There remains, then, a Sabbath-rest for the people of God; for anyone who enters God’s rest also rests from their works, just as God did from his. Let us, therefore, make every effort to enter that rest, so that no one will perish by following their example of disobedience. (Heb. 4:9-11)
Imagine if you could have fun all day, from morning until evening. Not just contentment, but actual fun. Imagine if that fun didn't make any physical demands on you, aside from the attention it required. You don't even have to leave your bedroom. I'm not talking about television, but we may have found ourselves whiling away hour after hour when we unexpectedly fall in love with a show that has five seasons available on DVD.
This is what video game addiction looks like. It's a growing problem worldwide. The industry has tried to deny the connection between gaming and addiction, but even World of Warcraft has messages on transition screens that remind you to attend to your real life. The problem is, for a growing number of people, they have no real life outside of the game. The more you invest in a virtual world, the less you have in the real one. If you don't play games and don't understand the appeal, maybe you can think of something you do enjoy and remove the elements which inherently limit you from doing it 24-7. My point isn't directed at video games in particular, but the fact that we have more ways than ever to amuse ourselves to the detriment of our real lives.
Jesus' call to follow him is not a call to have fun; it is a call to significance. It can be draining and inconvenient, which means it stands in tension with a culture of entertainment and consumer options. The way businesses (and churches) compete with the diversity of options out there is to make things as easy and fun as possible. This leads to a disconnect in the organized church—how to reach people through cultural channels that are inherently entertainment-oriented, but then get people to follow Christ on his terms. There is a way to navigate culture, but the majority of commentators seem oblivious to the problem, and in the meantime, the percentage of Christians among our target demographic is shrinking.
Obedience to the Lord is a call to action, and those actions, properly understood, are rarely easy. Self-denial is not inherently fun. Nor is giving up our time and resources in his service. Loving others, the way Christ loved us, involves a sacrifice. It cost him his life; we cannot demand an easier or more entertaining path for ourselves.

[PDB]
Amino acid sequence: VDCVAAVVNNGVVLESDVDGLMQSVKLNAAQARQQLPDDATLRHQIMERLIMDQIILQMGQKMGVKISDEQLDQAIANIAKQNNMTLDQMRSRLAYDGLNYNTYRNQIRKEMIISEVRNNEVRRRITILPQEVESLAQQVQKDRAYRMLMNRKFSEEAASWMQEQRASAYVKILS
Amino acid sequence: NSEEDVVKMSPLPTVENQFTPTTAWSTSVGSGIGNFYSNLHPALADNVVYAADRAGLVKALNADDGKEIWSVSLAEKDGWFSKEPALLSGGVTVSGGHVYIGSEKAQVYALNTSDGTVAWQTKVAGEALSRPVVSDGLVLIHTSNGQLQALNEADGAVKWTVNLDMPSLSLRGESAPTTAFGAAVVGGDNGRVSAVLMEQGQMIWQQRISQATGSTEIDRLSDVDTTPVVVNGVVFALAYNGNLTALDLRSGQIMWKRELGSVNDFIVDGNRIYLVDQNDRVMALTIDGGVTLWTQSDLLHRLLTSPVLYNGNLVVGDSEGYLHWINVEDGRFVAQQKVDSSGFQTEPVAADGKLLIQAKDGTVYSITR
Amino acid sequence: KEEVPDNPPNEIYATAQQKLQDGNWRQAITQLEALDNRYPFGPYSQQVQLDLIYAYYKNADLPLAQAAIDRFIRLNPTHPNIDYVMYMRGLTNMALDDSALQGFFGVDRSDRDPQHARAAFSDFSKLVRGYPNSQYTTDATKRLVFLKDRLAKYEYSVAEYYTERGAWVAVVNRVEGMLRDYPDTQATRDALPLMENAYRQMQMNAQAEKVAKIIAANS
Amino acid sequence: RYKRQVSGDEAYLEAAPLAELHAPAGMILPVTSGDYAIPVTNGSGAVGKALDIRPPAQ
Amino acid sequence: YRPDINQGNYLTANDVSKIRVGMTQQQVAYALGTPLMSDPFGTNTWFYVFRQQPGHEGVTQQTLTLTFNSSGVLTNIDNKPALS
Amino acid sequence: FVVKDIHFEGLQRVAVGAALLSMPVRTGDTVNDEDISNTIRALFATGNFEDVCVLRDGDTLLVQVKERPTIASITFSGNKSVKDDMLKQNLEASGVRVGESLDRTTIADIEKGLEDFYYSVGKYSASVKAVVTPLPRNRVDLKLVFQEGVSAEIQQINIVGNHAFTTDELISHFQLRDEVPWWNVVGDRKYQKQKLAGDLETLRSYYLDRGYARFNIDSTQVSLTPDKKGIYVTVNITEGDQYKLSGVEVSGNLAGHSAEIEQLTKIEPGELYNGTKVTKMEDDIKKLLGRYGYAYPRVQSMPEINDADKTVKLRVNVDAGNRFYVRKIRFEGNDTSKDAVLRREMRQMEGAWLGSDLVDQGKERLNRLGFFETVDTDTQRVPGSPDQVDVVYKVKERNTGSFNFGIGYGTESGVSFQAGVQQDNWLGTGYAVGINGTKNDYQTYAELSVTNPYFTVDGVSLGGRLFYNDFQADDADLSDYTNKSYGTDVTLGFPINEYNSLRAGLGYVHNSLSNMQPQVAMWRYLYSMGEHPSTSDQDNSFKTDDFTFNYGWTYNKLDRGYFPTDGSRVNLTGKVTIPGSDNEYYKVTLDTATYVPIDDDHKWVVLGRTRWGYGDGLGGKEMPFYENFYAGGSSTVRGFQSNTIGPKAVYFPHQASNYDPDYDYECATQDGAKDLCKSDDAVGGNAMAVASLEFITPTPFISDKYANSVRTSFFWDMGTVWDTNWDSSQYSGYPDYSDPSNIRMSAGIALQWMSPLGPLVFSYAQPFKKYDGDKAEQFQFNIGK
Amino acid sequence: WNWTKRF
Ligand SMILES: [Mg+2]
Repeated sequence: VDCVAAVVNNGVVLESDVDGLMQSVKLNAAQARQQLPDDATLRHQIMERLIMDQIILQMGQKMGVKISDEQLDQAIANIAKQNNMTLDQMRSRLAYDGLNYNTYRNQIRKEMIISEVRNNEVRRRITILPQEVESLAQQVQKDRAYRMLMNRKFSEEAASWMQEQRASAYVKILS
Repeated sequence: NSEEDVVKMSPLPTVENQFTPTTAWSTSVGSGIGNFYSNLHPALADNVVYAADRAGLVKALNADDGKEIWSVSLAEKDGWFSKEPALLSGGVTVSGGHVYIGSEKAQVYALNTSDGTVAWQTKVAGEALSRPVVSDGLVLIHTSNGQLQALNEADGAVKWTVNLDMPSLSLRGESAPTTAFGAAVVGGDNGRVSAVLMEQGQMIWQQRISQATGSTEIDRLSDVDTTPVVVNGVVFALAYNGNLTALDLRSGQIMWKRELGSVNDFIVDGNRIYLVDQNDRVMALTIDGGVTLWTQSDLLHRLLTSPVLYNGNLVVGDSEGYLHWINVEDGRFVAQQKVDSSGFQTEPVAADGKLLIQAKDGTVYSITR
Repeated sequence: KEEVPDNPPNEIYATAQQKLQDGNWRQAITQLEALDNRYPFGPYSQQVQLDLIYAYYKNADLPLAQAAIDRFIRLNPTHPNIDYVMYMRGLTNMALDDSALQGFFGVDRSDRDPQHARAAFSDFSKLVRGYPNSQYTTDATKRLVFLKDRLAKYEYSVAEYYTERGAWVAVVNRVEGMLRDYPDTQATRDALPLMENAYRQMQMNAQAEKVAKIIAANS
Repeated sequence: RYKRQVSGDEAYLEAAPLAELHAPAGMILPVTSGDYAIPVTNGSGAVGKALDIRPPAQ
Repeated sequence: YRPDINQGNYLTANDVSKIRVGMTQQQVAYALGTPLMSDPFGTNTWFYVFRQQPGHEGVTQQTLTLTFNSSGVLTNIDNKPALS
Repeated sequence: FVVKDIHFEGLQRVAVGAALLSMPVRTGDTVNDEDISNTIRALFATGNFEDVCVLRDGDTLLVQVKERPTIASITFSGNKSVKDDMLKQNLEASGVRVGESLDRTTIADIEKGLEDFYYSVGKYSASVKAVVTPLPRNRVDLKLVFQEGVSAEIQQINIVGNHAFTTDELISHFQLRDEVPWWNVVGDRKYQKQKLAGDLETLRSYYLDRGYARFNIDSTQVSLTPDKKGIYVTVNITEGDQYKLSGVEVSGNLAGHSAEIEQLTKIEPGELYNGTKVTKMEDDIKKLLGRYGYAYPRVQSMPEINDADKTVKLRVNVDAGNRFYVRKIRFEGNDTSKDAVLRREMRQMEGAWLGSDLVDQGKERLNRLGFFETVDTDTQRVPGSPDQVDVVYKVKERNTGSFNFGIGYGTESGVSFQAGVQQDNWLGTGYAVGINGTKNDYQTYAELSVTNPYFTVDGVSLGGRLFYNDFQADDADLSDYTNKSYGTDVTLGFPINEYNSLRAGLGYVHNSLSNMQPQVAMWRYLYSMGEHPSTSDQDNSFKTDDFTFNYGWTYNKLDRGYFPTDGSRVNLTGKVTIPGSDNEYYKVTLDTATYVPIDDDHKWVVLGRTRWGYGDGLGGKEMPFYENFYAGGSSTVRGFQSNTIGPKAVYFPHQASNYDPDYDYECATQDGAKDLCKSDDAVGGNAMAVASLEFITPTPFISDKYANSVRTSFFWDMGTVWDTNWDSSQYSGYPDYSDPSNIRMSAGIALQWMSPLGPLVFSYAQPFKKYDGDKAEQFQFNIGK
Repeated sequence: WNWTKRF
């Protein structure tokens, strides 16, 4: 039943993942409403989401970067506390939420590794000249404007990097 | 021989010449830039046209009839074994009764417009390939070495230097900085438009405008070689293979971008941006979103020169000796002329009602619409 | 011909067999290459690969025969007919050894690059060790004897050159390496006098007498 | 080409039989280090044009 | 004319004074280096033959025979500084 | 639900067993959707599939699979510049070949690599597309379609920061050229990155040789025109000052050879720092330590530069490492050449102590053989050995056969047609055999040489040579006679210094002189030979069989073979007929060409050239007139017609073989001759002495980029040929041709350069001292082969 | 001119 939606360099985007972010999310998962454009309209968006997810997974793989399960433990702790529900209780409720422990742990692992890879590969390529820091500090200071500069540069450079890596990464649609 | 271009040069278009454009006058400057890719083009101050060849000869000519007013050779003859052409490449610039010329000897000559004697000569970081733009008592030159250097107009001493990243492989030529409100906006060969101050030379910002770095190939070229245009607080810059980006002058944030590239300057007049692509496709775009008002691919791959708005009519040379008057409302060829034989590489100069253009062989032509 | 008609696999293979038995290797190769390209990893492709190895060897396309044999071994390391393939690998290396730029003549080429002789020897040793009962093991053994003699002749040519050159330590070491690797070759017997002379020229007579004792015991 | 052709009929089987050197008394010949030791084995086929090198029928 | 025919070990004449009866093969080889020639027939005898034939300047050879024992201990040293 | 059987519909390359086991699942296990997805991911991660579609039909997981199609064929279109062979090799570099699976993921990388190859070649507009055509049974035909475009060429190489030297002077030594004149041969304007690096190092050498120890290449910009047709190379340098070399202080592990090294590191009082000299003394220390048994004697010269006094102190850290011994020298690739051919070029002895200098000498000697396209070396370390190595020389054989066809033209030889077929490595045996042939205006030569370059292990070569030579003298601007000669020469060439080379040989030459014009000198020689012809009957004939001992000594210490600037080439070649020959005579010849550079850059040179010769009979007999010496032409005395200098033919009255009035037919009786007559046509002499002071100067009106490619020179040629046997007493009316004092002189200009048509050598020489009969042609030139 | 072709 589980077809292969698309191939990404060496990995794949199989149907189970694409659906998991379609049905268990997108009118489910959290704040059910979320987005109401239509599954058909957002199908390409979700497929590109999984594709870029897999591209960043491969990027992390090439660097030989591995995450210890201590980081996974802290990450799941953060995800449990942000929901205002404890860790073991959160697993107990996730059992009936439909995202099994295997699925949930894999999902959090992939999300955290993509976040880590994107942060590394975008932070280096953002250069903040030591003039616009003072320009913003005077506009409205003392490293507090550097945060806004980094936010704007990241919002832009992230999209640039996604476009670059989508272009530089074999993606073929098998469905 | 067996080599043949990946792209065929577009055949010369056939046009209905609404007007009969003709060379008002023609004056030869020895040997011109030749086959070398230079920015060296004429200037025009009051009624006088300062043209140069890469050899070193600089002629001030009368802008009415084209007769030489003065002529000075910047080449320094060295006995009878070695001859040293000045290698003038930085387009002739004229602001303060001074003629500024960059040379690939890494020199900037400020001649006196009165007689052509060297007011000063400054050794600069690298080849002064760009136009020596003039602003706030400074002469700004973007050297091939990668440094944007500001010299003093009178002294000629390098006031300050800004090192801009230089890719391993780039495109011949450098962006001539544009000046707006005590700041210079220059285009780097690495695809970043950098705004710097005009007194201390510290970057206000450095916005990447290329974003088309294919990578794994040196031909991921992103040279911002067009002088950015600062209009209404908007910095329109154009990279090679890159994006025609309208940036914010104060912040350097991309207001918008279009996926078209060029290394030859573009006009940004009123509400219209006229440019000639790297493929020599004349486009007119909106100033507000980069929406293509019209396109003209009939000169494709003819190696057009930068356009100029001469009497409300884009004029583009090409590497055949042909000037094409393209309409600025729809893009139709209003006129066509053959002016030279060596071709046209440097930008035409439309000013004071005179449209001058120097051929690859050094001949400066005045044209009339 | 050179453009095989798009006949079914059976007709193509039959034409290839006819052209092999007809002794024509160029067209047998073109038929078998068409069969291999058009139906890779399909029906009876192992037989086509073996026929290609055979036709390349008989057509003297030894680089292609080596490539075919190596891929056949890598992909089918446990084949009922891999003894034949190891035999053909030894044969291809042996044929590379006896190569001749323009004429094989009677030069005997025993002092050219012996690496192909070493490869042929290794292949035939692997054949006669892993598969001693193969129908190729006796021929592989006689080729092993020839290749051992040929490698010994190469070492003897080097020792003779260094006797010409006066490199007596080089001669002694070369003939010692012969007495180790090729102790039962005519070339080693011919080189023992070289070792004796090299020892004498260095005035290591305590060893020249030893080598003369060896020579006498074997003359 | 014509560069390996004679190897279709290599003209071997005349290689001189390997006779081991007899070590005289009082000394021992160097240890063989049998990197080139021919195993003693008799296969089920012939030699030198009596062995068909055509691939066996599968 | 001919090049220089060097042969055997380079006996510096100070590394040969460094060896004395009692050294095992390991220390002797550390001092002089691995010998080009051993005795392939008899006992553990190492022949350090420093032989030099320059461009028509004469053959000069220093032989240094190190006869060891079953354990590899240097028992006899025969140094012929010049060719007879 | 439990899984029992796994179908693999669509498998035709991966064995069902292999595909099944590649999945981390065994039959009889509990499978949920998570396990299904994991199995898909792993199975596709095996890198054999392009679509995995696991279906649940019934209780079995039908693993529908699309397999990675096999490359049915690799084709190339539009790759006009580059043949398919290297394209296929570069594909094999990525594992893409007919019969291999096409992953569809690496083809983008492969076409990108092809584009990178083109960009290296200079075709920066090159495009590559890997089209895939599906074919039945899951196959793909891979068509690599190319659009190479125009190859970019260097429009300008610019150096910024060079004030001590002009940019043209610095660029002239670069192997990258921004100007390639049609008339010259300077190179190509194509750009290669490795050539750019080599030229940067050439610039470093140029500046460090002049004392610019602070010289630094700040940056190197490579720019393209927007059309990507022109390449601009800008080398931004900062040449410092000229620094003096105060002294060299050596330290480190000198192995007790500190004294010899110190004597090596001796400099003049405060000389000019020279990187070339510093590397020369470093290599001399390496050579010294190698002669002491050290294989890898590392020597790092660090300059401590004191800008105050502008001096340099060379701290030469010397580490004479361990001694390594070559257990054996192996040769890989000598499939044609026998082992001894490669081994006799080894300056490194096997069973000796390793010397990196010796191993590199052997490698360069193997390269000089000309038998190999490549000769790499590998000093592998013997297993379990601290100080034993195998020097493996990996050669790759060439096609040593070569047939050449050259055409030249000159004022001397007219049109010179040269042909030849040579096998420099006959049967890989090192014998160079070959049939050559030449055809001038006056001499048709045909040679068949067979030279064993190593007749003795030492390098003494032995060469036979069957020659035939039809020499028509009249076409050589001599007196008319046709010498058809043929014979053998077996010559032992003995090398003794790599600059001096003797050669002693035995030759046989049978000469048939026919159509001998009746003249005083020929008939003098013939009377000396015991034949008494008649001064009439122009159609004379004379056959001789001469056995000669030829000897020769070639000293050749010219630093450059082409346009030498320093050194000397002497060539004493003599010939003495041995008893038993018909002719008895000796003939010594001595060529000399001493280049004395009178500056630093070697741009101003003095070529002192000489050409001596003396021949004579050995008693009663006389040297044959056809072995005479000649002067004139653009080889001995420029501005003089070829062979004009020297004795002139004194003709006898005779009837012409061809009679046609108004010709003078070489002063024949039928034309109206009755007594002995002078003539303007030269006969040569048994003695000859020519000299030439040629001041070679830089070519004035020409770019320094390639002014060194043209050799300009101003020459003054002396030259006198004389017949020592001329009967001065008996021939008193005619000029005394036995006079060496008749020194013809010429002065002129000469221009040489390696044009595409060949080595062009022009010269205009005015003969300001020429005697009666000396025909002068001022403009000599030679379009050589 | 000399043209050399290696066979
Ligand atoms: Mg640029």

Using consumer culture to develop disciples is not working well. Rather than introducing change, the church becomes increasingly conformed to secular society. Christian values which are difficult to live out in our culture, like those relating to sexuality or the sanctity of marriage, have become abandoned or downplayed to accommodate cultural views on marriage, divorce, and adultery.
Nearly everything that Christ calls us to is difficult. The concept of temptation is built around the idea of some easier alternative to obeying God. If at our core we are people who are conditioned to seek gratification, it's no wonder that as we live our day-to-day lives we don't feel close to him. We find ourselves on the broad road and not the narrow one (Matt. 7:13-14). I have spent portions of my life trying to relieve stress and make my journey as easy as possible. I wasn't encountering Christ on that pathway very often.
The author of Hebrews writes chapters 3 and 4 on the topic of a rest for the people of God. There was not only a rest for the Israelites as they wandered in the desert, but there is also a rest for us, at the end of our labors. It is a Sabbath rest, which means it is at the end of things, just as the Sabbath is the last day of the week. That rest, ironically, is available for those who do not rest in this life, but who persevere through the wilderness. If we wish to enter into his rest, we need to share the faith of those who obeyed (Heb. 4:2).
Those who perished in the wilderness allowed their hearts to go astray; they were drawn into the sinfulness of the world that surrounded them (Heb. 3:10). It was the easier path, for those who were tired of the journey. Thousands of years later, we face the same tension and the same choice—will we be drawn into the myriad of options out there, or remain committed to the one? Will we adopt the values which surround us, or will we refuse to compromise, no matter how difficult it makes our lives?
God calls men and women today as he did then. It is a call to obey, to walk the path that Jesus took. It might be fun at times, or it might mean hardship and pain. Either way, it is about his will, not ours. We need to choose him, no matter how difficult the journey. Along the way there is no guarantee of entertainment, but there is a promise of joy and his power. At the end of that path is the day we will be with him. It is a Sabbath day, and we will rest when we get there. Until we reach it, we have work to do.